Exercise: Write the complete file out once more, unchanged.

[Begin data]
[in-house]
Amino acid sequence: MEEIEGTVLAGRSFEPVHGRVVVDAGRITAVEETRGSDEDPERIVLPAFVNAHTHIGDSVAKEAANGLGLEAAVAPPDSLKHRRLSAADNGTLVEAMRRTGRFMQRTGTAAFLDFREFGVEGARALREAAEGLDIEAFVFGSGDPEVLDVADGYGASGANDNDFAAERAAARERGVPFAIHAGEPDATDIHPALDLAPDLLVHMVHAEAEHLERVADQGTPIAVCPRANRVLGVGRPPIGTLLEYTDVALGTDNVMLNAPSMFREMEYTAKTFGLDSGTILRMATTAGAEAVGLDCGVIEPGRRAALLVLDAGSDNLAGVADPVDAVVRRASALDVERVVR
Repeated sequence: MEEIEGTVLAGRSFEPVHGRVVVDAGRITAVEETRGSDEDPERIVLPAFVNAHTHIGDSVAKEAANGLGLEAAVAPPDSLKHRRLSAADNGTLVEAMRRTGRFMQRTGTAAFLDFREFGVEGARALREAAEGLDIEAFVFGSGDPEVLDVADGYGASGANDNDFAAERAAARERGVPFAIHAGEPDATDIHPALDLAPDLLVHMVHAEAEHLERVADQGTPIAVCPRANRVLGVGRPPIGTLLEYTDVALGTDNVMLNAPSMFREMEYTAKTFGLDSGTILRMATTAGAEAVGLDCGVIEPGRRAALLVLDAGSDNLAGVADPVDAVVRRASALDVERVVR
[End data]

[in-house]
Amino acid sequence: MEEIEGTVLAGRSFEPVHGRVVVDAGRITAVEETRGSDEDPERIVLPAFVNAHTHIGDSVAKEAANGLGLEAAVAPPDSLKHRRLSAADNGTLVEAMRRTGRFMQRTGTAAFLDFREFGVEGARALREAAEGLDIEAFVFGSGDPEVLDVADGYGASGANDNDFAAERAAARERGVPFAIHAGEPDATDIHPALDLAPDLLVHMVHAEAEHLERVADQGTPIAVCPRANRVLGVGRPPIGTLLEYTDVALGTDNVMLNAPSMFREMEYTAKTFGLDSGTILRMATTAGAEAVGLDCGVIEPGRRAALLVLDAGSDNLAGVADPVDAVVRRASALDVERVVR
Repeated sequence: MEEIEGTVLAGRSFEPVHGRVVVDAGRITAVEETRGSDEDPERIVLPAFVNAHTHIGDSVAKEAANGLGLEAAVAPPDSLKHRRLSAADNGTLVEAMRRTGRFMQRTGTAAFLDFREFGVEGARALREAAEGLDIEAFVFGSGDPEVLDVADGYGASGANDNDFAAERAAARERGVPFAIHAGEPDATDIHPALDLAPDLLVHMVHAEAEHLERVADQGTPIAVCPRANRVLGVGRPPIGTLLEYTDVALGTDNVMLNAPSMFREMEYTAKTFGLDSGTILRMATTAGAEAVGLDCGVIEPGRRAALLVLDAGSDNLAGVADPVDAVVRRASALDVERVVR